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Remapping Germantown Avenue in Mount Airy

Wednesday, March 27 at 7pm

New Covenant Church sanctuary

7500 Germantown Avenue

What is the meeting about?

Germantown Avenue, Mount Airy’s main street, is attracting new housing and businesses.

The City Planning Commission proposes zoning changes on Germantown Ave. The goal of these changes is predictable development that fits the community’s vision in the City’s Comprehensive Plan.

What is zoning?

Zoning controls the size and shape of new buildings and how they are used

How do I get involved?

Attend the meeting and give your feedback:

Wednesday, March 27 at 7pm

New Covenant Church Sanctuary

7500 Germantown Avenue

The meeting is hosted by the Philadelphia City Planning Commission and the Mount Airy Business Improvement District (BID).

What's in the proposal?

The proposed changes focus on Germantown Avenue from Johnson Street to Cresheim Valley Drive. The zoning changes will create consistent rules about the size and shape of new buildings.

In addition, special rules are proposed for building design and parking that are custom-tailored to the neighborhood.

These new zoning rules will establish a strong framework for preserving the Avenue’s feel while welcoming new jobs and residents. Getting the zoning right on Germantown Avenue today will benefit the neighborhood for years to come.

Let’s break the proposal down:

1. Zoning Map Changes

The proposed changes will make the zoning map more consistent.

Properties clustered together will have similar zoning rules. The size and shape of new buildings will be more predictable as a result.

In general, we used the CMX-2 Commercial Mixed-Use district as the standard for Germantown Avenue from Johnson Street to Sedgwick Street and from Allens Lane to Cresheim Valley Drive.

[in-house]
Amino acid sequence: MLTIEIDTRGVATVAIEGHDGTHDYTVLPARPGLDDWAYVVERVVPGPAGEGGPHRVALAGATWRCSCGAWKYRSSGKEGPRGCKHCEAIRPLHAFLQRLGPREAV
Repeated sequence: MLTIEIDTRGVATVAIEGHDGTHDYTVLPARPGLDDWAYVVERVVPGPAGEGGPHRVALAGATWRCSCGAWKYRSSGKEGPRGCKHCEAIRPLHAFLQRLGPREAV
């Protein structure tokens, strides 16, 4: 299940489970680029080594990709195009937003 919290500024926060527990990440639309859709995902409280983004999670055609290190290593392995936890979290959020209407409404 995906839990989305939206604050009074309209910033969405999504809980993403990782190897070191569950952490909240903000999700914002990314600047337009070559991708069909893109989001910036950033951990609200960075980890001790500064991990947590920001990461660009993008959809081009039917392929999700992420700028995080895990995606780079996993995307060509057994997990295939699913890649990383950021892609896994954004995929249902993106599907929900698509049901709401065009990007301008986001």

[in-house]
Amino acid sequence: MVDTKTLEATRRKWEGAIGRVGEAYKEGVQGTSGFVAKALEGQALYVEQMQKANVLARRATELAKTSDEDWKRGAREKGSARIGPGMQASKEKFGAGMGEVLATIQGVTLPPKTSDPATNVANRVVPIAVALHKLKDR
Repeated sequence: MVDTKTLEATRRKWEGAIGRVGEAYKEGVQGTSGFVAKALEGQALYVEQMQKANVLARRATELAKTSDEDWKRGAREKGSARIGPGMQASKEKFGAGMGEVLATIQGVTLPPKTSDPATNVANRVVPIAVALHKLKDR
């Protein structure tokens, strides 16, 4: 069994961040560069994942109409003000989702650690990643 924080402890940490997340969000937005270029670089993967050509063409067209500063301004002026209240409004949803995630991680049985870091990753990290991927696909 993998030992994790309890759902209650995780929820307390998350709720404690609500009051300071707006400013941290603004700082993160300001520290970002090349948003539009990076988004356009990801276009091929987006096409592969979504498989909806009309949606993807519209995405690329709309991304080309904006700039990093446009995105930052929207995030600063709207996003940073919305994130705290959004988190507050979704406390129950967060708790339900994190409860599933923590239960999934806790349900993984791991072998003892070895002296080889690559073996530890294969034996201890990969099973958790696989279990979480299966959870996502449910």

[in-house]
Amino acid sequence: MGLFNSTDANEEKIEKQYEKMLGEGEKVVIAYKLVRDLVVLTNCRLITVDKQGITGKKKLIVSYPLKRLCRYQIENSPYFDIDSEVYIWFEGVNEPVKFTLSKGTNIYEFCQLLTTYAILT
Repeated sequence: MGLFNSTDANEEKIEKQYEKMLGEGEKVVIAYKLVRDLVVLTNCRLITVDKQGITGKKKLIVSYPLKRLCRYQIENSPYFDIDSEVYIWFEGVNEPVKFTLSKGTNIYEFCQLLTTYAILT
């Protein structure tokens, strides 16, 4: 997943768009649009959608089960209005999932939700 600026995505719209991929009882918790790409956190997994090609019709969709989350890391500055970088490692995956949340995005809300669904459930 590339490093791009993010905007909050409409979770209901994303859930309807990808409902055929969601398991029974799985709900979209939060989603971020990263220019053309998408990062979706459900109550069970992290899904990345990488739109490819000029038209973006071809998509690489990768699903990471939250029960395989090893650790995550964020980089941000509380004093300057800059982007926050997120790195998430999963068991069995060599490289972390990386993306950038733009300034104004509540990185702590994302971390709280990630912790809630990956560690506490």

In the heart of the Mount Airy business district between Sedgwick and Allens, we propose CMX-2.5. Read more about what the different zoning districts mean in our Zoning Quick Reference Guide [PDF}.

2. Building Design Approval

We heard loud and clear from neighbors that Germantown Avenue’s buildings are unique and treasured.

We also know from examples throughout the region that strong businesses depend on strong design.

Friendly building scale and design give Germantown Avenue an edge over suburban shopping centers.

That’s why we propose that new buildings and alterations will need Planning Commission approval for facade (front of building) design. Currently, other important commercial streets require such approval, such as portions of Chestnut and Walnut Streets in Center City.

3. Corner Lots and Historic Properties

The zoning code requires commercial uses, such as stores and offices, on the ground (first) floors of buildings in the Commercial Mixed-Used districts CMX-2 and CMX-2.5.

But many lots on Germantown Avenue wrap around to side streets. We propose that the commercial-use requirement will only apply to the Germantown Avenue side of the building.

This provision will focus commercial activity on the Avenue.

Properties listed on the Philadelphia Register of Historic Places will be exempt entirely from ground floor use requirements, to remove hurdles to investing in historic buildings.

4. Parking

Recent residential projects have demonstrated a need for reasonable off-street parking requirements. Off-street parking is parking that is not on the street, such as parking lots, and garages.

We’re proposing off-street parking for projects with 20 or more apartments or condos at a reasonable ratio of 1 space for every 3 housing units.

for more details:

Download the draft zoning change maps [PDF] that will be presented at the public meeting.

What happens next?

Our staff will be on hand to hear comments at the public meeting on March 27th.

Then we’ll make changes based on your feedback before preparing the final bill for introduction at City Council.

Questions? Contact:

Ian Hegarty, Community Planner

Philadelphia City Planning Commission



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